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Pharmaceuticals in streams may come from multiple sources

June 08, 2016

Pharmaceuticals in surface water such as lakes and streams are a growing concern. They can cause developmental and other health issues in aquatic life. Scientists have largely considered treated wastewater that's released into the environment as the main source. But now one team reveals in ACS' journal Environmental Science & Technology Letters that other important factors are also contributing to the problem.

One specific diabetes drug, metformin, has been found widely in treated wastewater, in naturally occurring water bodies and even in tap water. Some research has shown that the drug can cause genetic changes in fish. Similar studies have found that other pharmaceuticals can also have various health effects on aquatic life. While treated wastewater that is introduced back into the environment is an obvious route for drugs to enter waterways, Paul M. Bradley and colleagues wanted to see whether other sources might be involved.

The researchers tested water from 59 streams across four states in the Southeastern U.S., both close to and far away from wastewater treatment plants. The samples contained a wide range of pharmaceuticals and other active compounds, including metformin, nicotine and the anti-seizure medication carbamazepine, at varying concentrations. Their results confirmed that wastewater plants are important sources of pharmaceuticals, but they also demonstrated that these compounds are common in streams that aren't fed by wastewater plants. This suggests that urban run-off and the below-surface movement of water could be important contributors to the flow of drugs into streams.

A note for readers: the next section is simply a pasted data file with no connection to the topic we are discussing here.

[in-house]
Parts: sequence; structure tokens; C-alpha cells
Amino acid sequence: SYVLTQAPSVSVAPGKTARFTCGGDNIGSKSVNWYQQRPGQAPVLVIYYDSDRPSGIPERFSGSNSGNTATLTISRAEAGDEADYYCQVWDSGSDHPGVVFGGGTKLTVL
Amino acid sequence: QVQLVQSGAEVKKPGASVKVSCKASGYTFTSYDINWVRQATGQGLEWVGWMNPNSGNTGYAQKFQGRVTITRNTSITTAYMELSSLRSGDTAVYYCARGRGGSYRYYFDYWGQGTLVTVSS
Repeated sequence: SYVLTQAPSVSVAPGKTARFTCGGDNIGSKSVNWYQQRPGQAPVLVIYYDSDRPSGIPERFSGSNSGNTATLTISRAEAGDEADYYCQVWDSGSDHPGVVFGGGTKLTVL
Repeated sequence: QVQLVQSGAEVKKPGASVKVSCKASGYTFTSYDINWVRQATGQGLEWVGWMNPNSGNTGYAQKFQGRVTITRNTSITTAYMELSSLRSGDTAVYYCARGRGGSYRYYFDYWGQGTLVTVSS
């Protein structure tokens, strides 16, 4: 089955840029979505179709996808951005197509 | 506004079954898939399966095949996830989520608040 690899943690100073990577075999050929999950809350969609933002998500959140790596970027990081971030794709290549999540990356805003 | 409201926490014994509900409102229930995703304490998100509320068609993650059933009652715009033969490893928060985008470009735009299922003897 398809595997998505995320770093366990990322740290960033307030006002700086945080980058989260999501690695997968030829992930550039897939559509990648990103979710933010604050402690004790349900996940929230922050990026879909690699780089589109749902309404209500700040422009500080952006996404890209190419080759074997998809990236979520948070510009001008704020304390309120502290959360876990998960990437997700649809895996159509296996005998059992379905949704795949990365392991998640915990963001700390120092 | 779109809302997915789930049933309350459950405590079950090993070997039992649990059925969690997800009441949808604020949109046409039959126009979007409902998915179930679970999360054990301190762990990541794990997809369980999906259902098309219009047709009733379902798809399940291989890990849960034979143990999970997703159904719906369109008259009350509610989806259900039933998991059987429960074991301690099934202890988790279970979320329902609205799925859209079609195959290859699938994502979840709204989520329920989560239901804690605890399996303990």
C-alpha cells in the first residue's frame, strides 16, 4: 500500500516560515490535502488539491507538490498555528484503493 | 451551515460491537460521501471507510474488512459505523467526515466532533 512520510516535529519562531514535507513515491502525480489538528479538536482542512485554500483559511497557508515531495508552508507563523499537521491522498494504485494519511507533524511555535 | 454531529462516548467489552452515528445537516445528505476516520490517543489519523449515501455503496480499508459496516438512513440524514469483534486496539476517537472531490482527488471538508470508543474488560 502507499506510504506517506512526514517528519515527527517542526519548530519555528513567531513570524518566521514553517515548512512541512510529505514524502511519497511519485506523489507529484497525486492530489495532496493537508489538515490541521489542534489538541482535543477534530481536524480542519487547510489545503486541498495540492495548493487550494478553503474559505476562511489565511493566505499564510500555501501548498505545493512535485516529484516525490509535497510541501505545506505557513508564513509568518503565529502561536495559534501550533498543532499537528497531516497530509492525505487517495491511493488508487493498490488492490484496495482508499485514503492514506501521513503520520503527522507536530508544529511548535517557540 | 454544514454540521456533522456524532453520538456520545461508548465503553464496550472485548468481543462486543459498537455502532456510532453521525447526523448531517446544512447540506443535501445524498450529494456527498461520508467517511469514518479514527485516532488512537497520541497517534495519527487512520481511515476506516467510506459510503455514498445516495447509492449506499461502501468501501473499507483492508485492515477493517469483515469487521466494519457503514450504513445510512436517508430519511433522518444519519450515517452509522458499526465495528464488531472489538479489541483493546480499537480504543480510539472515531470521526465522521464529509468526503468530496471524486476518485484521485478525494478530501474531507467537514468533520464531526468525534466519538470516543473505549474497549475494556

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The authors acknowledge funding from the U.S. Geological Survey.

The American Chemical Society is a nonprofit organization chartered by the U.S. Congress. With nearly 157,000 members, ACS is the world's largest scientific society and a global leader in providing access to chemistry-related research through its multiple databases, peer-reviewed journals and scientific conferences. Its main offices are in Washington, D.C., and Columbus, Ohio.

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